In the DVD arena, the standards committees didn´t move fast enough, and everyone came up with their own ideas of how to caption a DVD. There is DVD captioning being done in quite a few different languages, but we still don´t have industry-wide adherence to a single standard.
 
 
Are there captions on CD-ROM and Web multimedia?
 
For digital video on the Internet and CD-ROMs, Microsoft has proposed a new standard called SAMI (Synchronized Accessible Media Interchange), which will allow captioning of any digital multimedia file. Also, the National Center for Accessible Media (NCAM) is captioning video clips for the Web today. NCAM is using extensions to the QuickTime video format.
 
 
Can a movie in a theater be captioned?
 
Subtitling, which is visible to everyone in the theater, has been the only way to "caption" a movie. Now, the National Center for Accessible Media (NCAM) has developed a system known as the Rear Window captioning system, which uses clear acrylic panels that reflect captions which are displayed in reverse in the back of the theater. This allows people who want or need captions to have them without everybody being forced to see them.
 
 
What´s the difference between "caption" and "text" on the decoder?
 
Most external decoders and TV sets with built-in Line 21 decoders have an option for "text" and an option for "captions." The text option, instead of displaying a few lines of captions somewhere on the picture, takes over all or half of the screen to display scrolling text information.
 
Very few broadcasters are using the text fields now, so most of the time there will be no information there to see. Exceptions are TSN, CBC/Radio-Canada, and Global in Canada, and some ABC broadcasts in the USA.
 
 
Who do I talk to if I want my favorite show to be captioned?
 
If your favorite show doesn´t have captions, and you´d like it to, your first step is to find out who produces it. If it is a national show, it will be more effective to contact the network and/or the production company than to contact your local television station, although it never hurts to do both. In either case, ask for the public relations department first. If they can´t take care of you, they can always direct you to someone who can.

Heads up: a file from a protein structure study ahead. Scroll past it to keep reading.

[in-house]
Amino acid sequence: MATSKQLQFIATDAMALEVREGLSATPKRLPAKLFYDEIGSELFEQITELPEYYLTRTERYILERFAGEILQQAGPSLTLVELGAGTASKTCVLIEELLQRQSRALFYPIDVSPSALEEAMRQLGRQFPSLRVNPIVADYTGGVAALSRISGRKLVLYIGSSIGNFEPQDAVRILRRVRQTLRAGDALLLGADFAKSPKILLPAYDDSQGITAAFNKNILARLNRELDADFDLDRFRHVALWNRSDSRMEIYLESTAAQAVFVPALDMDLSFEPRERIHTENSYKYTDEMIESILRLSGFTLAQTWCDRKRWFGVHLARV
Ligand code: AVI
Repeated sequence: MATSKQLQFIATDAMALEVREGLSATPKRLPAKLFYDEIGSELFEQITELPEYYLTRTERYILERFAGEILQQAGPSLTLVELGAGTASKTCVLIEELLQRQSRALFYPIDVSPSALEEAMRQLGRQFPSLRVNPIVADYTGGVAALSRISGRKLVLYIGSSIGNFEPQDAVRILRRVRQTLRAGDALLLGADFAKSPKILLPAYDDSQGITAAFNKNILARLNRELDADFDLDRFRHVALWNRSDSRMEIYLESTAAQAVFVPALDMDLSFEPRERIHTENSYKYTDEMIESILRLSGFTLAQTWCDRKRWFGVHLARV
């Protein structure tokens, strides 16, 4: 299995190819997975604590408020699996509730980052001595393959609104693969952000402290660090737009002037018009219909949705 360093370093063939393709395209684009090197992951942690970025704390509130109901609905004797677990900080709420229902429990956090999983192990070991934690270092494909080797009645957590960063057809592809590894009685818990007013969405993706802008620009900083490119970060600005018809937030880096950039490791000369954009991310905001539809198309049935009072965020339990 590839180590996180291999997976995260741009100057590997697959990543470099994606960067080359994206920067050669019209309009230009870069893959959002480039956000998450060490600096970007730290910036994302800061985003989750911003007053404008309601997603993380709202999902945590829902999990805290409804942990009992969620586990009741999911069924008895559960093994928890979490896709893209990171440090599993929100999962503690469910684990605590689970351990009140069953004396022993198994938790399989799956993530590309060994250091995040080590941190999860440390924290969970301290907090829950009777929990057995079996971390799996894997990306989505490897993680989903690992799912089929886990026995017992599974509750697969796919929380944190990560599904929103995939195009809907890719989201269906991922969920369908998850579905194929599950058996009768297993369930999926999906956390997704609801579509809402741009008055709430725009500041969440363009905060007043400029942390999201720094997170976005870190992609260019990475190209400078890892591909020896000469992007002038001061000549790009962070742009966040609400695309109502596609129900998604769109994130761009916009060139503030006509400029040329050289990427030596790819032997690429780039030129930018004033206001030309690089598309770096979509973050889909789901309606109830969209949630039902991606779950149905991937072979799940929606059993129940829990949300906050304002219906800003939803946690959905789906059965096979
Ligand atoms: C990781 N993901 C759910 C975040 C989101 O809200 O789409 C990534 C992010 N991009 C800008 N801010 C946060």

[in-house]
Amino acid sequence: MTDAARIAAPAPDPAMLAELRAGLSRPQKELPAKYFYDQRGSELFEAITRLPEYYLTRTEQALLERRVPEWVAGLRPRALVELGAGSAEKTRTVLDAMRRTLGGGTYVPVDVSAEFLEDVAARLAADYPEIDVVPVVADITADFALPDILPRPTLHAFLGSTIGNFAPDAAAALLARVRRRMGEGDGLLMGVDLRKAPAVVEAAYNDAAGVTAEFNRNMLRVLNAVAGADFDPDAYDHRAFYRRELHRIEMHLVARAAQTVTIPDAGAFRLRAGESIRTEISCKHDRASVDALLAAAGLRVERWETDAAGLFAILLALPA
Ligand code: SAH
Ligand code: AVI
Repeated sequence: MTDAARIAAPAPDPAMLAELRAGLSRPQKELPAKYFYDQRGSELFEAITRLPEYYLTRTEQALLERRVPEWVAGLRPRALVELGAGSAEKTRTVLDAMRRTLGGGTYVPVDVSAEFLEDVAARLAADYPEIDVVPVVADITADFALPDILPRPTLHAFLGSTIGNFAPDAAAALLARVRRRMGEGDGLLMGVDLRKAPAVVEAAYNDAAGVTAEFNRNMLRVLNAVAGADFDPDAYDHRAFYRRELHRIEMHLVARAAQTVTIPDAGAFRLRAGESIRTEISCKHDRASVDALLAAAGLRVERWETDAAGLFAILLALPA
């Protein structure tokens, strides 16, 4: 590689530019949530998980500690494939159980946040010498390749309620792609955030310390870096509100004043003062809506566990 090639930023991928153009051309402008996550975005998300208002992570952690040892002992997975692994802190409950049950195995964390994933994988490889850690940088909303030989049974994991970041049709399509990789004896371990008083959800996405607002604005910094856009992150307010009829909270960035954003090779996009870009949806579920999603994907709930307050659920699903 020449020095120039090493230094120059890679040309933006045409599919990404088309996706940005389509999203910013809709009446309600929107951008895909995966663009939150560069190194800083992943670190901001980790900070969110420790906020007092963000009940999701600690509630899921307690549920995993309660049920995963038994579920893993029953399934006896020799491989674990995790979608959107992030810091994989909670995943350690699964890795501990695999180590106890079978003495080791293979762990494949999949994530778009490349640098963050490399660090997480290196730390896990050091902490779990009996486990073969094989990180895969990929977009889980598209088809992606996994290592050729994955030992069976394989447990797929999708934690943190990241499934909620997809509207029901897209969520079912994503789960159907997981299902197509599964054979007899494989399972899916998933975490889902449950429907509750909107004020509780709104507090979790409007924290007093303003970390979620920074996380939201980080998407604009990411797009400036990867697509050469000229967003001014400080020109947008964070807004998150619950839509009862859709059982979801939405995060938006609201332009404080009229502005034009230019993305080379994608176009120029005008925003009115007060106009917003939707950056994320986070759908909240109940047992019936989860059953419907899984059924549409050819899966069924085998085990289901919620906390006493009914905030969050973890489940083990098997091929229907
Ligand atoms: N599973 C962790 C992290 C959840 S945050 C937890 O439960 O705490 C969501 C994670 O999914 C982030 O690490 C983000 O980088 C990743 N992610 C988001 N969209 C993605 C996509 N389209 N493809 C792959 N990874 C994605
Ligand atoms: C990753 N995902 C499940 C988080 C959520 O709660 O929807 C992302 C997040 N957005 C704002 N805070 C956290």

If you are attempting to start a large-scale lobbying effort to get captions on a show, make sure you have facts and figures before you contact the station. Be prepared to tell them how many deaf and hard-of-hearing viewers there are in the area, which of their advertisers have captioning, and what their competitors are doing in that time slot. See if there are any applicable laws mandating captioning. You can even track down captioning firms and provide the station with their names and phone numbers (make sure to provide more than one, or it will look like the captioning firm is orchestrating your efforts). Petitions are highly effective as well.
 
The absolute best way to get a program captioned, however, is to find a sponsor and present it to the station as a fait accompli.
 
Also, see my article, What to do when a show isn´t captioned.
 
 
How many people have televisions with caption decoders?
 
As of July, 1993, when theTelevision Decoder Circuitry Act took effect, roughly 500,000 standalone decoders had been sold (almost all from NCI), and roughly 1,000,000 televisions with caption decoders (mostly from Zenith). Since that date, roughly 20,000,000 televisions per year are being sold with caption decoders in them. At the time of this writing (February, 1997), that would make an estimated 70,000,000 TV´s with decoders in North America.
 
According to the Caption Center, it is expected that every home in the United States will have a caption-capable television set by the year 2000.
 
 
Where do captions come from?